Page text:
The human body is without a doubt, a wonder. It is a machine that acts based on the commands that we give, and it can also act on its own. The human body has also sparked many questions to which we still don’t know the answers. And even today, we are learning new things about ourselves.
The magnificence of its creation leaves us thinking where it all began? To answer this question, we need to look into ourselves and the organic life around us.
The first realization that we had about our origins was when scientists went about testing a multitude of life forms on Earth and found that every living thing has one common element in it – carbon.
Carbon – The building block of life
When we study life, we notice that the ability of each carbon atom to sustain a network of four covalent bonds at the same time.
The Earth is filled with carbon-based lifeforms. The unique bonding ability of carbon enables it to form many different forms, such as charcoal, graphene, and diamond.
In bonding with other elements, carbon can create a diverse category of organic compounds.
Most life forms do not use all the elements in the periodic table. In fact, an organism may incorporate just a handful of elements in large quantities. In nature, the predominant chemical elements are known as CHNOPS, or Carbon, Hydrogen, Nitrogen, Oxygen, Phosphorus, and Sulphur. These are the most common elements found in all organic molecules on Earth. They are often referred to as the ingredients of life, as their presence is found from the largest mammals to the smallest paramecium.
So, why are these elements so prominent where others are not? Scientists believe it is because of their abundance and their bond-creating abilities.
The human composition and CHNOPCa
In many organic life forms, Sulphur has been replaced with Calcium as one of the most numerous elements. It is calculated that 99% of the human body is comprised of these six elements. Among them, oxygen, carbon, and hydrogen are most numerous.
Oxygen makes up around 65% of the total mass of a human. The second most common elements are carbon and hydrogen, making up around 18% and 10% of the human body by mass respectively.
Since our bodies are 60% water, it is easy to see why oxygen and hydrogen are in abundance. Carbon is found in organic compounds in the body such as fats, carbohydrates, proteins, and nucleic acids.
Hydrogen is found in water and in many organic compounds. Similarly, nitrogen is found in nucleic acids and proteins.
In human DNA, nitrogen forms a key component of the genetic code. Phosphorus is found in the molecule ATP, which is the primary energy carrier of the body. It is also found in the human bones.
Calcium makes up around 1.5% of the human body by mass and is abundant in human bones, proteins, and muscles.
Can forms of life be based on something else other than carbon?
We have discussed a lot about carbon and how its presence in organic compounds led to the term “carbon-based life.”
Carbon is regarded as the building block of life, but this notion leads to something referred to as Carbon Chauvinism.
This is a belief that carbon-based life applies to the whole universe. In other words, if aliens exist, they would also be based on carbon.
However, there is an element other than carbon that can sustain similar types of bonds. It is situated right below carbon in the periodic table – silicon.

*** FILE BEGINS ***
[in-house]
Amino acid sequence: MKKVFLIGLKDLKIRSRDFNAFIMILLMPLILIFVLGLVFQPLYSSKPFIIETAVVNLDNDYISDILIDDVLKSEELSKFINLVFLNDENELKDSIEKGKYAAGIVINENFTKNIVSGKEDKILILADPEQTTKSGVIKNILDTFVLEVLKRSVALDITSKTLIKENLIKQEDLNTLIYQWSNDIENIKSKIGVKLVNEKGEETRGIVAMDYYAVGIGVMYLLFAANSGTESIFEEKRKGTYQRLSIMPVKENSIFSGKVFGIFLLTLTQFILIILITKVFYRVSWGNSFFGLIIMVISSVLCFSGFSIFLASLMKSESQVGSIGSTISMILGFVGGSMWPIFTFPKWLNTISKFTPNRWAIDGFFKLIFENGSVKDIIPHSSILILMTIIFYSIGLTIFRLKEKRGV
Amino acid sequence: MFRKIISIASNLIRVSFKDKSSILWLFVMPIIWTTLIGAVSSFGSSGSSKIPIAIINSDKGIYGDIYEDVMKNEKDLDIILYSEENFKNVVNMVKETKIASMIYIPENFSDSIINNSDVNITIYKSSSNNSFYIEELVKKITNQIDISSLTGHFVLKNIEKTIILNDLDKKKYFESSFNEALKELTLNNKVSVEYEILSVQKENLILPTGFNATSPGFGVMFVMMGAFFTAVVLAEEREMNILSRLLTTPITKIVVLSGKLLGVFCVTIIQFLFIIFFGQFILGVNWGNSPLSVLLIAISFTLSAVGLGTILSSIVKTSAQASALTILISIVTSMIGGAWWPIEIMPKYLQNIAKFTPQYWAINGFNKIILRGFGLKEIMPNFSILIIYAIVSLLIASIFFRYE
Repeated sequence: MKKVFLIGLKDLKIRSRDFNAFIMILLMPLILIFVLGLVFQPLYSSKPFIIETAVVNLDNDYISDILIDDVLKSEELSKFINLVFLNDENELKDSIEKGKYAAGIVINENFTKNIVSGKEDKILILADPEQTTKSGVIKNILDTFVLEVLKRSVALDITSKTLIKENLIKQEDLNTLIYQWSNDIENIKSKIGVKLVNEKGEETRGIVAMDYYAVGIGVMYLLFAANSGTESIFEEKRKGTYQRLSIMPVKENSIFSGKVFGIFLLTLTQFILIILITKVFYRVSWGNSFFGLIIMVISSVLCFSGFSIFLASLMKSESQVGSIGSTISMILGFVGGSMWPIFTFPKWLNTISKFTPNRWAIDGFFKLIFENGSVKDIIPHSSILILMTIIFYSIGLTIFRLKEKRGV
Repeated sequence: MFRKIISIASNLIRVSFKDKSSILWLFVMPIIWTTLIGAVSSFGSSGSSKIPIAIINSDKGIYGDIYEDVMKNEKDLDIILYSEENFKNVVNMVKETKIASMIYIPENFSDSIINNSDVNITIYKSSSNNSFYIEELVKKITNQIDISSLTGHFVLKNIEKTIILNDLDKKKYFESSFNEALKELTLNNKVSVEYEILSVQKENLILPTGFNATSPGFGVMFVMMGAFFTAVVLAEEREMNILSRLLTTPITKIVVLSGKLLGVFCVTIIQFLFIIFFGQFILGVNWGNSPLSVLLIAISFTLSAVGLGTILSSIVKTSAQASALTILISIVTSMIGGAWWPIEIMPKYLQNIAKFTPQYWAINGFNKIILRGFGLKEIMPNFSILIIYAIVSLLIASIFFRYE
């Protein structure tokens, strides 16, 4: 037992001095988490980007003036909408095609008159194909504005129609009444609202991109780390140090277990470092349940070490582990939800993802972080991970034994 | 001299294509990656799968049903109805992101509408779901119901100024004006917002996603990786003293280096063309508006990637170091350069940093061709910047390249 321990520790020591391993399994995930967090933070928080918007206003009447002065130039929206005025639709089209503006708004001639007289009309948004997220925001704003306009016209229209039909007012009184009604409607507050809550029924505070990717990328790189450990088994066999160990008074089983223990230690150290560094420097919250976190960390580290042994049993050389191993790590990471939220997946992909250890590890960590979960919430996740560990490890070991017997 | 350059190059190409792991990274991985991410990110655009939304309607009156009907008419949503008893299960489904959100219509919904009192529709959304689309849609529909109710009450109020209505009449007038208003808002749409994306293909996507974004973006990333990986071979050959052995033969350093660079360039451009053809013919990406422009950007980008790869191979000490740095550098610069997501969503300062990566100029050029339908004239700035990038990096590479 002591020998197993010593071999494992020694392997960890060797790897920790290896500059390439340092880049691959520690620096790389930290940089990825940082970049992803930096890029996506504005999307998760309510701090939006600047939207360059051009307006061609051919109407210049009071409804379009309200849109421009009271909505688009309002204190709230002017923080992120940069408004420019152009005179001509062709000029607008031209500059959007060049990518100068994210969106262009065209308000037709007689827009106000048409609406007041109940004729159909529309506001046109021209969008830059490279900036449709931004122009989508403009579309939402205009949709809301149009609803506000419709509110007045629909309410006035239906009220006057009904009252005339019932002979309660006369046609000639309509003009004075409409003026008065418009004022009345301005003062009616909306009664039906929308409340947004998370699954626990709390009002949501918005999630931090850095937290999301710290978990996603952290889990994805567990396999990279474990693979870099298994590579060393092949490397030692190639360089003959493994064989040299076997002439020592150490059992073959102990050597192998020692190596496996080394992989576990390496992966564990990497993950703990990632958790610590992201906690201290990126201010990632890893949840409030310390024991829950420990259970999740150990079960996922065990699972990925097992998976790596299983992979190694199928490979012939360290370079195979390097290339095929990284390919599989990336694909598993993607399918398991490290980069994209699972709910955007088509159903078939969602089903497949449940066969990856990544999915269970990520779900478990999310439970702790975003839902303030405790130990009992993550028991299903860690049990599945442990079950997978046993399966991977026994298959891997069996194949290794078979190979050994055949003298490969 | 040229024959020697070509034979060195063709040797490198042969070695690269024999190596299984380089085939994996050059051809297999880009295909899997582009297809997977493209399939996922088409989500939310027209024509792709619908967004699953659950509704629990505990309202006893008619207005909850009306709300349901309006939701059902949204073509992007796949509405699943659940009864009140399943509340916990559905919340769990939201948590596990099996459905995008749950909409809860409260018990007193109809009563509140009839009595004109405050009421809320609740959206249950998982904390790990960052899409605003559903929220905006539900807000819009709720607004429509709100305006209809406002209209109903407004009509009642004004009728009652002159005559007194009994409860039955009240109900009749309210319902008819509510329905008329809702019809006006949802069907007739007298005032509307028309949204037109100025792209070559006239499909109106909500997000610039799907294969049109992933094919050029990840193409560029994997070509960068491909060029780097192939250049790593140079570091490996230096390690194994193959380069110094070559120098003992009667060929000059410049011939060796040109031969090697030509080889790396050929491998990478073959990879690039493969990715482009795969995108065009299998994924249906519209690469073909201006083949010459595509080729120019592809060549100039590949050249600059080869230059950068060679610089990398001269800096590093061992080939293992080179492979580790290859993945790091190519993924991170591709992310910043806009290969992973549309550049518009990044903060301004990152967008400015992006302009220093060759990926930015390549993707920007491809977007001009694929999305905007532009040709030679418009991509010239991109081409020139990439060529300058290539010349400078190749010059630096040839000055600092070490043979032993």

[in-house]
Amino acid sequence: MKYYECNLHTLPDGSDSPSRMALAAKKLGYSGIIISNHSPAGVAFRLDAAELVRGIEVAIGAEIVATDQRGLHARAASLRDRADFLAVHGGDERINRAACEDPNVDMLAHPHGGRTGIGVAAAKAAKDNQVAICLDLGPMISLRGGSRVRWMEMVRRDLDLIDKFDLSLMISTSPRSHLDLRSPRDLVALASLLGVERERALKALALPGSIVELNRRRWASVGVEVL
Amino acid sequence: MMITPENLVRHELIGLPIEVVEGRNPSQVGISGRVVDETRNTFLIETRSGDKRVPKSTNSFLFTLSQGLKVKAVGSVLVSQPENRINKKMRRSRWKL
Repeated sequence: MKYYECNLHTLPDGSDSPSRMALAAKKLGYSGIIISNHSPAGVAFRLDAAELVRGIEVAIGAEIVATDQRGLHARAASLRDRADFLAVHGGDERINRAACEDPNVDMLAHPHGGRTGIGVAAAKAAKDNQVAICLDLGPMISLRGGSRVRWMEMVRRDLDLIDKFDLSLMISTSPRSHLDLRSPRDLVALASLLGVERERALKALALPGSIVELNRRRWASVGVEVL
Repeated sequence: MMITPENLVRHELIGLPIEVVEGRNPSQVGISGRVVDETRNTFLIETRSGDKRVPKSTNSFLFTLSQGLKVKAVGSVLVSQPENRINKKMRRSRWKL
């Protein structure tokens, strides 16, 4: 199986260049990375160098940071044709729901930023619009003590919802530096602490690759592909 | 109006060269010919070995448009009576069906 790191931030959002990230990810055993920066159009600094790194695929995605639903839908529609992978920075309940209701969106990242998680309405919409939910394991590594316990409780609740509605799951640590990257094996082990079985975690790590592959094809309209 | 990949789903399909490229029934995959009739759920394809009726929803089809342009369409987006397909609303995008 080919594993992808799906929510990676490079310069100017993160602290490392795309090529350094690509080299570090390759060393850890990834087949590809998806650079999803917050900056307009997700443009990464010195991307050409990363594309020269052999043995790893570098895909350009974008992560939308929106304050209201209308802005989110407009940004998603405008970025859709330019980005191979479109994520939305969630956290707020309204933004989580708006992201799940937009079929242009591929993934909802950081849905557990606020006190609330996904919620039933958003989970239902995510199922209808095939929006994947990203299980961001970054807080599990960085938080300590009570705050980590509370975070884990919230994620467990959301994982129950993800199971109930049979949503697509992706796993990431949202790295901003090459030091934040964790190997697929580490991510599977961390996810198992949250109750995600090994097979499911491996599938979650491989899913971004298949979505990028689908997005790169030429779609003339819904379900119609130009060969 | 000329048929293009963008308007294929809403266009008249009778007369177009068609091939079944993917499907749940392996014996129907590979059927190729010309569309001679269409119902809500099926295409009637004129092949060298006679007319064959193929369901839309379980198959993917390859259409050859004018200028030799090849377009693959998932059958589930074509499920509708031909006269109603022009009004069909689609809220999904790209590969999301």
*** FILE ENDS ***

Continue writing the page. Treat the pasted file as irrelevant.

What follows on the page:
Silicon is also capable of forming four covalent bonds, just like carbon, and this element has been used as a building block of extra-terrestrial life in many science fiction creations.
Similar to carbon and oxygen, silicon is abundant on Earth. Most of us have interacted with the oxidized form of silicon, called silica, at some point in our lives in the form of sand.
When carbon oxidizes, it turns into carbon dioxide gas. Our body oxidizes carbon to produce energy, giving off carbon dioxide as a waste product. However, when silica is oxidized, it turns into a solid - sand. Silicon bonds are also more unstable than carbon bonds. Another reason why there are no silicon-based organisms is that silicon cannot use water as a solvent in the same way that carbon can. It would require a completely different solvent, such as methane, which is not stable in normal conditions.
Life on Earth is capable of chemically manipulating silicon. For example, microscopic particles of silicon dioxide called phytoliths are found in some plants, and a type of photosynthetic algae called diatoms incorporates silicon dioxide in their skeletons. However, there are no known natural instances of life on Earth combining silicon and carbon together into molecules.
Researchers have succeeded in creating synthesized molecules made up of both silicon and carbon. These compounds are used in products such as pharmaceuticals, adhesives, paints, and fungicides. Scientists have also recently found a way to use microbes to chemically bond carbon and silicon together.
A paper published in Science by Frances Arnold and her team gives us insight into these findings.
Even though silicon-based life on Earth is not probable, we cannot rule out the fact that it might not be the case on other planets, where the atmospheric conditions are much different than that of earth.
With our limited information about the far reaches of space, it would be too naive to say that other lifeforms must necessarily be formed out of carbon. As researches have shown, life can make use of other elements to develop.